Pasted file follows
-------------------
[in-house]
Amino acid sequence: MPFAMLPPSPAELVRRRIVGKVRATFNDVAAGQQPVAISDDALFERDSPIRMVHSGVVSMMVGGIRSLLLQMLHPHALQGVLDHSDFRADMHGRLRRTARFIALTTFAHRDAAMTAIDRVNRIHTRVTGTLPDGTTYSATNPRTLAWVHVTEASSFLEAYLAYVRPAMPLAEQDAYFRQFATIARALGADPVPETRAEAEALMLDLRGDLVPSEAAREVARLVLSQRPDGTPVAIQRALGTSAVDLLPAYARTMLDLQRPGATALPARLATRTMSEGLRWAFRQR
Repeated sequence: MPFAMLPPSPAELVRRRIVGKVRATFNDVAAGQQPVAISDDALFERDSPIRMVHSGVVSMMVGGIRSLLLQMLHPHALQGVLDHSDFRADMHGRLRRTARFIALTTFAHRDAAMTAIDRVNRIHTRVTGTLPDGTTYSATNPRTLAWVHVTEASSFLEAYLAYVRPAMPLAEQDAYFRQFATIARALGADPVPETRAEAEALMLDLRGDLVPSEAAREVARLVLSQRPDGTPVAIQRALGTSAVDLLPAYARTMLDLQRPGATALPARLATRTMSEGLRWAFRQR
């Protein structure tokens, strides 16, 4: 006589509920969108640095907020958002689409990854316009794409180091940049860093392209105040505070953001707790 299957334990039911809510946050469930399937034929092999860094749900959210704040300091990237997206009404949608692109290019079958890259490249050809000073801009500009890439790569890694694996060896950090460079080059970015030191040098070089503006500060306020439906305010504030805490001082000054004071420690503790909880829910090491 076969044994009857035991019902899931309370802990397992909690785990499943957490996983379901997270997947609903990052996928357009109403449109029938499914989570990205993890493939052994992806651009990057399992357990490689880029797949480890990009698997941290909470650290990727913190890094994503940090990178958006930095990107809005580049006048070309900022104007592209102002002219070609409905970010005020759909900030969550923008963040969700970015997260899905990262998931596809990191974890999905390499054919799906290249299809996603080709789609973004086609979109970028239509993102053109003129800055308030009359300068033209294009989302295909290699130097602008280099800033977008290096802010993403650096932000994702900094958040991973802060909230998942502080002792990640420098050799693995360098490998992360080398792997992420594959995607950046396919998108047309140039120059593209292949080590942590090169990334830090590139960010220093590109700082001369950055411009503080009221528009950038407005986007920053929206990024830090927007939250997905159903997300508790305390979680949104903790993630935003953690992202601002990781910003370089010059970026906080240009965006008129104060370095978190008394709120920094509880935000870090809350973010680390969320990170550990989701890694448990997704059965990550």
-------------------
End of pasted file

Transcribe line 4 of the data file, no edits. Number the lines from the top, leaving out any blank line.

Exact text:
């Protein structure tokens, strides 16, 4: 006589509920969108640095907020958002689409990854316009794409180091940049860093392209105040505070953001707790 299957334990039911809510946050469930399937034929092999860094749900959210704040300091990237997206009404949608692109290019079958890259490249050809000073801009500009890439790569890694694996060896950090460079080059970015030191040098070089503006500060306020439906305010504030805490001082000054004071420690503790909880829910090491 076969044994009857035991019902899931309370802990397992909690785990499943957490996983379901997270997947609903990052996928357009109403449109029938499914989570990205993890493939052994992806651009990057399992357990490689880029797949480890990009698997941290909470650290990727913190890094994503940090990178958006930095990107809005580049006048070309900022104007592209102002002219070609409905970010005020759909900030969550923008963040969700970015997260899905990262998931596809990191974890999905390499054919799906290249299809996603080709789609973004086609979109970028239509993102053109003129800055308030009359300068033209294009989302295909290699130097602008280099800033977008290096802010993403650096932000994702900094958040991973802060909230998942502080002792990640420098050799693995360098490998992360080398792997992420594959995607950046396919998108047309140039120059593209292949080590942590090169990334830090590139960010220093590109700082001369950055411009503080009221528009950038407005986007920053929206990024830090927007939250997905159903997300508790305390979680949104903790993630935003953690992202601002990781910003370089010059970026906080240009965006008129104060370095978190008394709120920094509880935000870090809350973010680390969320990170550990989701890694448990997704059965990550």